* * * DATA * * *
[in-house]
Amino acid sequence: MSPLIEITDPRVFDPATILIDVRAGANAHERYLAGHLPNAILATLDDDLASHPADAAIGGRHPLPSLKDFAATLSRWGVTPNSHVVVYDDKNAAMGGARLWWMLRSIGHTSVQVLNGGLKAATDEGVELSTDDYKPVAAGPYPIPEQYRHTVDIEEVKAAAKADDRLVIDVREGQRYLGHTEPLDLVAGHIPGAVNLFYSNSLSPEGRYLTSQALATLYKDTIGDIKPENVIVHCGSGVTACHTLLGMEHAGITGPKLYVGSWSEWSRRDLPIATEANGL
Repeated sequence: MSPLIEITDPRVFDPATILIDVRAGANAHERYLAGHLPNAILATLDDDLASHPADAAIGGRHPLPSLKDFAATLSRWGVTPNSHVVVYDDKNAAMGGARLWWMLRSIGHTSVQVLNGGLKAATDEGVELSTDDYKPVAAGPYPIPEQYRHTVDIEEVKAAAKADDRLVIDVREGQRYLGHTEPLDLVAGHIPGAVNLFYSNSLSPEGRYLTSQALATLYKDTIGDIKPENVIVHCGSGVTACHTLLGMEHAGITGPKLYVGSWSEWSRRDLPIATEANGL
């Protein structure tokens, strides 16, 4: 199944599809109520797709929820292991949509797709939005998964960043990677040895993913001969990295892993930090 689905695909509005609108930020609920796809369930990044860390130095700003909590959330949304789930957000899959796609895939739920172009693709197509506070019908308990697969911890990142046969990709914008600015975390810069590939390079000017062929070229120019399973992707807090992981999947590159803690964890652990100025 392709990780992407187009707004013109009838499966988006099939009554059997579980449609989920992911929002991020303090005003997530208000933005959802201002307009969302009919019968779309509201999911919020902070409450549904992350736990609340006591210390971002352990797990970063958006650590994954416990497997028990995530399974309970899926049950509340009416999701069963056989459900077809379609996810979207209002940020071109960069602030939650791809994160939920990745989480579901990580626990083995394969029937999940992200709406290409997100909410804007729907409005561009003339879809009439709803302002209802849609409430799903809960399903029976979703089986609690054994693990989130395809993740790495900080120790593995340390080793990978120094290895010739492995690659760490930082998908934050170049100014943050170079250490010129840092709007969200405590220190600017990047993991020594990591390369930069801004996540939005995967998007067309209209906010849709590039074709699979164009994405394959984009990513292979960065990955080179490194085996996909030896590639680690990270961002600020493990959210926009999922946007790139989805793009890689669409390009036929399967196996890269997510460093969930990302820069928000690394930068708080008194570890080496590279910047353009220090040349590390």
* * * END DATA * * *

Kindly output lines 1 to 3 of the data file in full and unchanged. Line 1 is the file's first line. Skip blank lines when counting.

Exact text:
[in-house]
Amino acid sequence: MSPLIEITDPRVFDPATILIDVRAGANAHERYLAGHLPNAILATLDDDLASHPADAAIGGRHPLPSLKDFAATLSRWGVTPNSHVVVYDDKNAAMGGARLWWMLRSIGHTSVQVLNGGLKAATDEGVELSTDDYKPVAAGPYPIPEQYRHTVDIEEVKAAAKADDRLVIDVREGQRYLGHTEPLDLVAGHIPGAVNLFYSNSLSPEGRYLTSQALATLYKDTIGDIKPENVIVHCGSGVTACHTLLGMEHAGITGPKLYVGSWSEWSRRDLPIATEANGL
Repeated sequence: MSPLIEITDPRVFDPATILIDVRAGANAHERYLAGHLPNAILATLDDDLASHPADAAIGGRHPLPSLKDFAATLSRWGVTPNSHVVVYDDKNAAMGGARLWWMLRSIGHTSVQVLNGGLKAATDEGVELSTDDYKPVAAGPYPIPEQYRHTVDIEEVKAAAKADDRLVIDVREGQRYLGHTEPLDLVAGHIPGAVNLFYSNSLSPEGRYLTSQALATLYKDTIGDIKPENVIVHCGSGVTACHTLLGMEHAGITGPKLYVGSWSEWSRRDLPIATEANGL